marisa morby

Design & Nature Reimagined: A new way to fly

I love traveling. And unfortunately, traveling by plane is also really bad for the planet. Transportation makes up 29% of global emissions (almost a third!), and of that 29%, aviation accounts for about 2.5% of global CO2 emissions. So, not a huge amount, but not nothing. I've talked before about some renewable energy options that are emerging, and today I want to look at the possible future of planes. What might we do differently to reduce emissions when using air travel? And you may ask; why does this matter? Perception is an important part of creating our reality, and if there's a perception that something as big and onerous as planes can be switched to electric, imagine how that creates a proof of concept for other industries? Additionally, it can create social proof and a positive feedback loop. Think about the branding opportunities for a company like JEEP. They attract a very specific set of customers because of brand loyalty and brand perception. Electric planes have the opportunity to change industry perception and create new brand loyalty that does more good than harm.

NASA is funding electric plane research

Everyone is electrified about electrification. And with good reason. Electric energy can be made with renewable energy and so provides a step toward a more sustainable future. We're seeing cars slowly transition to this model, and now, NASA has funded electric plane research as well. The hope is that this is an inflection point for the industry. We know we have to make significant changes and find actual alternatives to our use of carbon. So that means that companies will be researching electric planes, looking at alternative fuel options, and figuring out ways to supplement their carbon output with carbon "offsets" that preserve existing carbon rich areas. Climate change is a massive, interconnected web and will take lots of different efforts to have a big impact.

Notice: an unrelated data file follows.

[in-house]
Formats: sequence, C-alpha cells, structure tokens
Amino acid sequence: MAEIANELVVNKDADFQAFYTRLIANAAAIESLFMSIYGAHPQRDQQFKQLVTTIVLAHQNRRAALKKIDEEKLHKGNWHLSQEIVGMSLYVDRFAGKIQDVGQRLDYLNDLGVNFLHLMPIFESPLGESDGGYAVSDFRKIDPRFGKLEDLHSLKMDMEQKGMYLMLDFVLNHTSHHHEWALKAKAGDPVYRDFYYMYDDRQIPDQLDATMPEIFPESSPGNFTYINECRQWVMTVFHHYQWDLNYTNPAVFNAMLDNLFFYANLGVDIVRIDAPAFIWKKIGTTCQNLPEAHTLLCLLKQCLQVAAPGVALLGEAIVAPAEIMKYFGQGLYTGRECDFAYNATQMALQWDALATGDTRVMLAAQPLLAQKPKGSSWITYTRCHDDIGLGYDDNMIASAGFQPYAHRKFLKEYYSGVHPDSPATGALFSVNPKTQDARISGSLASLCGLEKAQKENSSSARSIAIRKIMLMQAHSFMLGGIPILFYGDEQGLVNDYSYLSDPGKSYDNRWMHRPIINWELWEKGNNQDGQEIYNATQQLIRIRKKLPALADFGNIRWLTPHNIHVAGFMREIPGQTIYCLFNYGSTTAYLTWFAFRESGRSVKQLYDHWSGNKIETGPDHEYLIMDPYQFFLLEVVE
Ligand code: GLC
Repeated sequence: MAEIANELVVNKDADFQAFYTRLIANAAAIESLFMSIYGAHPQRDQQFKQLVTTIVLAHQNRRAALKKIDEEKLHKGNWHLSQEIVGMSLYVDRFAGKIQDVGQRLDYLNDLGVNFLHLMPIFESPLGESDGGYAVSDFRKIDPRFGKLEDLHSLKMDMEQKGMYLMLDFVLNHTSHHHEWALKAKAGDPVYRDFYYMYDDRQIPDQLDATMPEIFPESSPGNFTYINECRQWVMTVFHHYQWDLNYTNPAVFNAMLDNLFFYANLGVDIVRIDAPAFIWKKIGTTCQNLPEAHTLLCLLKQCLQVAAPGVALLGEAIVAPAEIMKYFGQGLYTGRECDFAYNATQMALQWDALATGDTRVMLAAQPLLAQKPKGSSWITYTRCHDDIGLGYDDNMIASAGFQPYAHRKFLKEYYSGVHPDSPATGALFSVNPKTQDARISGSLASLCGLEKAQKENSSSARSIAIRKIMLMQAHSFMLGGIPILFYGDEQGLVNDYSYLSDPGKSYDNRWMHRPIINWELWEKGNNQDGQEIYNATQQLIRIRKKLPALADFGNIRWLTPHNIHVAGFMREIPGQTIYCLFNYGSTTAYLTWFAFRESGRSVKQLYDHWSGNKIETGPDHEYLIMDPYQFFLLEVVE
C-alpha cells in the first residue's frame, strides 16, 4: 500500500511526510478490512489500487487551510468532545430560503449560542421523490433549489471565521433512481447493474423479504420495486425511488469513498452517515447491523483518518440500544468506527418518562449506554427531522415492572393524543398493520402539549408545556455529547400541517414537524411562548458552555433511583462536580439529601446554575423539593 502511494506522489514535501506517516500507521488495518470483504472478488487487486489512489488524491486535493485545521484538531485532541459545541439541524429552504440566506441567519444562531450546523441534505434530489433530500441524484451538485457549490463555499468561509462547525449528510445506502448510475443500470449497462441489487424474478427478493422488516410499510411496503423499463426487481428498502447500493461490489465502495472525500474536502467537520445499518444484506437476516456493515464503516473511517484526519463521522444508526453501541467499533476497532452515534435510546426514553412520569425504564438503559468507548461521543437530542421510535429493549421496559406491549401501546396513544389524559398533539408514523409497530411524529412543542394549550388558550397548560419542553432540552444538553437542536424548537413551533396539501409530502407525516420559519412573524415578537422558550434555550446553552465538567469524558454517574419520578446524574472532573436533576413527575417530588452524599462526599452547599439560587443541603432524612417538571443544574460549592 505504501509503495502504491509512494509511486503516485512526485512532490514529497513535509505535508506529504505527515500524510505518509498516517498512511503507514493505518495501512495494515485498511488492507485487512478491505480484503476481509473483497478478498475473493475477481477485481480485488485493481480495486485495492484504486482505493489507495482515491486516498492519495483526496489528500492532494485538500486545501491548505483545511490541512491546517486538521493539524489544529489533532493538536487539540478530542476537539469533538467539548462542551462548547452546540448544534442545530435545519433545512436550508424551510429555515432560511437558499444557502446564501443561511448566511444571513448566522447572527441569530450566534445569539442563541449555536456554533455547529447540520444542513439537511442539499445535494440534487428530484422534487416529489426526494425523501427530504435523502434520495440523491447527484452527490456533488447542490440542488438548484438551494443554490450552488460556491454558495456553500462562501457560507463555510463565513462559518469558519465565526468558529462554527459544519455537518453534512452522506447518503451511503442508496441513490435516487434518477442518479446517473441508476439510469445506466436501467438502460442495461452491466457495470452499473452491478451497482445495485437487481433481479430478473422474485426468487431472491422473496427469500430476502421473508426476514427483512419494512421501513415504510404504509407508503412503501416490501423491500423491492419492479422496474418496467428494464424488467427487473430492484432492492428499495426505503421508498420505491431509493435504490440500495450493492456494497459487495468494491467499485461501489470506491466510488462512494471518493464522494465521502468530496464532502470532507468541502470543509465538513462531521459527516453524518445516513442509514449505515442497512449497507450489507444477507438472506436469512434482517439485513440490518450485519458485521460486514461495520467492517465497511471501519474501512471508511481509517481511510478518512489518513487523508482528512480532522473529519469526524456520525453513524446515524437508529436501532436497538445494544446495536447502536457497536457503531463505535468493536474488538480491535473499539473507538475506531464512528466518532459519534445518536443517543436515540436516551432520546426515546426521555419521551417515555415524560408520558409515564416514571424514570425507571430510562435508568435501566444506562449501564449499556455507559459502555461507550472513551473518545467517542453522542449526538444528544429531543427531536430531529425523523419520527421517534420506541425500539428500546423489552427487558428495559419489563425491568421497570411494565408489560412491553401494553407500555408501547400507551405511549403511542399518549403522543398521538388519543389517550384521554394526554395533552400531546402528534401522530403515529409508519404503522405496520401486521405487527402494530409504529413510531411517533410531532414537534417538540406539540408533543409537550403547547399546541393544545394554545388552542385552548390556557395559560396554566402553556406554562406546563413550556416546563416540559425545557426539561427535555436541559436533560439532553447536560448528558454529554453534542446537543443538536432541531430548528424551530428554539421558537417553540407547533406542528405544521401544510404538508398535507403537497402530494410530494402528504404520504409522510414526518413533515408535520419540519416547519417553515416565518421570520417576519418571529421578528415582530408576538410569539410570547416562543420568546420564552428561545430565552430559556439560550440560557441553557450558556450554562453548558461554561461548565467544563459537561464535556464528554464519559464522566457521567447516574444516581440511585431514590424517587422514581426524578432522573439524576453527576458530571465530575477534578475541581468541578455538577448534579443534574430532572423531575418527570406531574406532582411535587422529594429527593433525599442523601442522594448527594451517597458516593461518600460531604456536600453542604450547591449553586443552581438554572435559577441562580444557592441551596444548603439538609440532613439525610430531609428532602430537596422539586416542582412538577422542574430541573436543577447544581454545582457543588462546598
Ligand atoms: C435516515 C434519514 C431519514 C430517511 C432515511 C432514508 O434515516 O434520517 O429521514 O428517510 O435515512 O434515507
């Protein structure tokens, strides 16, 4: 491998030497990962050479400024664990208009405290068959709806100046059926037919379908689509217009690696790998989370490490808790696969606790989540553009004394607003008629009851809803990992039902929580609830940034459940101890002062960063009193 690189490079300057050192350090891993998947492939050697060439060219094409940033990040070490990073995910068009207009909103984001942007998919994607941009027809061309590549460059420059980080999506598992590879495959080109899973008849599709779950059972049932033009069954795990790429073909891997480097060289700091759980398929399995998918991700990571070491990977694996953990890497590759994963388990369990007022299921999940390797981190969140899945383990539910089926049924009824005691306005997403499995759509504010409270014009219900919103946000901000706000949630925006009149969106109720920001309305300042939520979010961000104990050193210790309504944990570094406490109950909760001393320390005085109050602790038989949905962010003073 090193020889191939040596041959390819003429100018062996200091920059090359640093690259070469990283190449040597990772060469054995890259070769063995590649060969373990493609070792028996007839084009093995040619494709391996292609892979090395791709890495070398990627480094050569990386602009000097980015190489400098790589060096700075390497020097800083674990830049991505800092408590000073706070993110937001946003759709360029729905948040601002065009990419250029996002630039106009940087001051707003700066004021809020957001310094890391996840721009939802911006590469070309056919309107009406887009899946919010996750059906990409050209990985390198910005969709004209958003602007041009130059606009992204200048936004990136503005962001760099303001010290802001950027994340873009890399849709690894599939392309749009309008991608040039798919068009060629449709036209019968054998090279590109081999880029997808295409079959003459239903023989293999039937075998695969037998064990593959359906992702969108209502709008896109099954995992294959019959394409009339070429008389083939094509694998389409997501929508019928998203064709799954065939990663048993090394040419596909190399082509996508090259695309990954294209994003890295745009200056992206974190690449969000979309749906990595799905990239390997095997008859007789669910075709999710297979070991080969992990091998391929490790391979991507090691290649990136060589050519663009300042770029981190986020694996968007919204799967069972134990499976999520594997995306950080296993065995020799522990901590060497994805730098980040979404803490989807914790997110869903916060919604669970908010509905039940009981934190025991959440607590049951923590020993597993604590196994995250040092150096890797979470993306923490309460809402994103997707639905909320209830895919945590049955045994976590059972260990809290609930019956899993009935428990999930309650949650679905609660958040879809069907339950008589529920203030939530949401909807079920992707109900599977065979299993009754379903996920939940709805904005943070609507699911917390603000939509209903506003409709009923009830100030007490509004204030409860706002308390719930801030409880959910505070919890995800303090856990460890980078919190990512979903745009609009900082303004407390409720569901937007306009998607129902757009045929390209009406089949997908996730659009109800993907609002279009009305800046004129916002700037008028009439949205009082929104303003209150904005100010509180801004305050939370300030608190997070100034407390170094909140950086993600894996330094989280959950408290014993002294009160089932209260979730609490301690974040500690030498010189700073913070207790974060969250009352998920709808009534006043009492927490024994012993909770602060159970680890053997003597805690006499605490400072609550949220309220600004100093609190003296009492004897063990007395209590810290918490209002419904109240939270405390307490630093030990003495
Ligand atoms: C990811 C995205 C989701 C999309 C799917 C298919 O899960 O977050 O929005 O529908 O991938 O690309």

Biomimicry helps planes become more efficient

Of course looking to the birds for more efficiency can be helpful for aircraft design, and some contributors so far have been geese, eagles, and owls. But one less obvious creature that's contributed to proof of concepts for more efficient design are sharks. By studying how sharks moved through water, designers were able to redesign the wings and tail of the aircraft to mimic the dorsal fin of sharks; reducing induced drag on the plane and making it more efficient. As for the birds that aviation designers are studying, owls provide a new opportunity. By studying how owls are able to fly silently, planes can become quieter. And we've already talked about the growing influx of human-made noise and its impacts on all of us.

That's all for today! I know thinking about climate change and talking about it can be overwhelming. It's massive and scary and, in a lot of ways, incomprehensible. But we have to balance our fear and anger with hope. Fear helps us identify the problem, anger incites action, and hope keeps us moving forward. Together, inch by inch, meter by meter, we can create change that impacts the world. So, today I'll leave you with a picture of nature's silent bird of prey and the inspiration for new wing design in aviation; the owl.

An owl stares at the camera in mid flight over a snowy field.

Photo by Richard Lee on Unsplash: https://unsplash.com/@brock222?utm_source=unsplash&utm_medium=referral&utm_content=credit